Posted 18 Jun 2020

Shrewsbury's seven bridges

A town that is looped by a river is always going to have plenty of bridges and inevitably water levels are a hot topic. Shrewsbury's biggest bridges are the English and Welsh bridges which are gateways into town.
Seven bridges
Seven bridges

The first English bridge was medieval and designed for packhorses, its replacement came in 1769, but this was later altered again due to changing water levels. The present bridge is a 1926 masonry arch viaduct.

The Welsh Bridge is its counterpart on the other side of the town. Despite its name it stands on English soil, it is simply closer to Wales. It is a Listed Building, Grade II and connects the area of Frankwell with the town centre.

Frankwell Foot Bridge is a cable-stayed steel box girder bridge supported from a single concrete tower. It connects the Frankwell Car Park to the Riverside Shopping Centre and appears to bounce as you cross.

The Porthill Bridge connects Porthill with The Quarry and the town centre and provides easy access to the Boathouse pub. The 10ft wide suspension bridge also experiences significant vibration, even when only a few people are crossing it, which is quite an experience when you're leaving the pub!

We think the Kingsland Bridge must be the cheapest toll bridge in the land - at just 20p to cross. It was constructed by the Cleveland Bridge & Engineering Company, who also built the Victoria Falls Bridge. It is known locally as the Penny Bridge.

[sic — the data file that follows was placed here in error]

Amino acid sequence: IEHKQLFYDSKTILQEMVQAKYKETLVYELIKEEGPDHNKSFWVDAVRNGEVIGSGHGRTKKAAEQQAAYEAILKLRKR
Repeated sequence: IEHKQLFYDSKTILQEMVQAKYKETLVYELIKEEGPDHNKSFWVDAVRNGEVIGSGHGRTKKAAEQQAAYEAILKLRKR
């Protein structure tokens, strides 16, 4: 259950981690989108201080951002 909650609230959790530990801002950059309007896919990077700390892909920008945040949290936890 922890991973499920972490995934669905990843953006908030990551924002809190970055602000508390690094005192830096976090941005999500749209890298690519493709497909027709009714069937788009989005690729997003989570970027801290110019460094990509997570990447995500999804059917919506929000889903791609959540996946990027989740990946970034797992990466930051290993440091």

Built in 1880, Greyfriar's Bridge replaced a ferry boat crossing between St Julian's Friars and Coleham, relieving some of the congestion on the narrow footpaths of the English Bridge. It is constructed of two lattice girders of wrought iron on piers of solid masonry and a concrete foundation.

Castle Walk Footbridge was the first pre-stressed concrete bridge in Shropshire (built in 1951). It has a balanced cantilever construction, with two cantilever sections and a central suspended span and is 150ft long. The bridge links Castlefields with the Cherry Orchard and Underdale part of town.

The Telford Way Bridge is a double cantilever and suspended span type bridge in pre-stressed reinforced concrete. The bridge is 298ft long with pier foundations sunk to 18ft below the river bank level. It carries the A5112 Ditherington to Monkmoor link road.

Shrewsbury's Railway Station Bridge was built in 1838 to a design by Robert Stephenson and Joseph Locke. It is a double-arch iron railway bridge and carries the Shrewsbury to Wolverhampton line over the Severn. All of the iron was cast at Coalbrookdale.

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